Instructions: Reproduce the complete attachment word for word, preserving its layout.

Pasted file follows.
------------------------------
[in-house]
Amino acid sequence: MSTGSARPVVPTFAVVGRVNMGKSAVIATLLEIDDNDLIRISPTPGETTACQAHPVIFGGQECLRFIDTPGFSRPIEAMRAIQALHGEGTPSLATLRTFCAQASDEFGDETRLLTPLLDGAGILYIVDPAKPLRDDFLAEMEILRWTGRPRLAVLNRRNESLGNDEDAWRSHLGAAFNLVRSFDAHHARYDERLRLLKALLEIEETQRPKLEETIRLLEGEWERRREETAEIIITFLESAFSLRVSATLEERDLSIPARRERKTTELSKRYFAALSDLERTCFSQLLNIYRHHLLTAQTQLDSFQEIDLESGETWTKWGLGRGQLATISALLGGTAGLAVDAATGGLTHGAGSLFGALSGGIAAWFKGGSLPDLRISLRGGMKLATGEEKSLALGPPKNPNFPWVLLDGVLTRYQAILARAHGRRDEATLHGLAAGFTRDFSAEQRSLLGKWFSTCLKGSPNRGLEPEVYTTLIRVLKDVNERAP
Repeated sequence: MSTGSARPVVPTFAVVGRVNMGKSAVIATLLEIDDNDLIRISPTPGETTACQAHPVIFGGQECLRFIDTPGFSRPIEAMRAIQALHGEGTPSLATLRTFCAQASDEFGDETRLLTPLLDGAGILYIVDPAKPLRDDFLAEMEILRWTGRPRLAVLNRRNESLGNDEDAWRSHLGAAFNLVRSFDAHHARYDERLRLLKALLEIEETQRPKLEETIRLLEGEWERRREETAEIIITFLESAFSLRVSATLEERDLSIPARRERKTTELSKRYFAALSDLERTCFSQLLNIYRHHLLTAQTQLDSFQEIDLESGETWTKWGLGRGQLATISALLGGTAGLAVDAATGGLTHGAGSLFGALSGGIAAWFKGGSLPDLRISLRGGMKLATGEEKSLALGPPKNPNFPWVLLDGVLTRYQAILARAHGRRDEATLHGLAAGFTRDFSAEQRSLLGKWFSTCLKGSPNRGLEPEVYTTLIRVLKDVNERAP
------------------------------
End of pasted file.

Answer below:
[in-house]
Amino acid sequence: MSTGSARPVVPTFAVVGRVNMGKSAVIATLLEIDDNDLIRISPTPGETTACQAHPVIFGGQECLRFIDTPGFSRPIEAMRAIQALHGEGTPSLATLRTFCAQASDEFGDETRLLTPLLDGAGILYIVDPAKPLRDDFLAEMEILRWTGRPRLAVLNRRNESLGNDEDAWRSHLGAAFNLVRSFDAHHARYDERLRLLKALLEIEETQRPKLEETIRLLEGEWERRREETAEIIITFLESAFSLRVSATLEERDLSIPARRERKTTELSKRYFAALSDLERTCFSQLLNIYRHHLLTAQTQLDSFQEIDLESGETWTKWGLGRGQLATISALLGGTAGLAVDAATGGLTHGAGSLFGALSGGIAAWFKGGSLPDLRISLRGGMKLATGEEKSLALGPPKNPNFPWVLLDGVLTRYQAILARAHGRRDEATLHGLAAGFTRDFSAEQRSLLGKWFSTCLKGSPNRGLEPEVYTTLIRVLKDVNERAP
Repeated sequence: MSTGSARPVVPTFAVVGRVNMGKSAVIATLLEIDDNDLIRISPTPGETTACQAHPVIFGGQECLRFIDTPGFSRPIEAMRAIQALHGEGTPSLATLRTFCAQASDEFGDETRLLTPLLDGAGILYIVDPAKPLRDDFLAEMEILRWTGRPRLAVLNRRNESLGNDEDAWRSHLGAAFNLVRSFDAHHARYDERLRLLKALLEIEETQRPKLEETIRLLEGEWERRREETAEIIITFLESAFSLRVSATLEERDLSIPARRERKTTELSKRYFAALSDLERTCFSQLLNIYRHHLLTAQTQLDSFQEIDLESGETWTKWGLGRGQLATISALLGGTAGLAVDAATGGLTHGAGSLFGALSGGIAAWFKGGSLPDLRISLRGGMKLATGEEKSLALGPPKNPNFPWVLLDGVLTRYQAILARAHGRRDEATLHGLAAGFTRDFSAEQRSLLGKWFSTCLKGSPNRGLEPEVYTTLIRVLKDVNERAP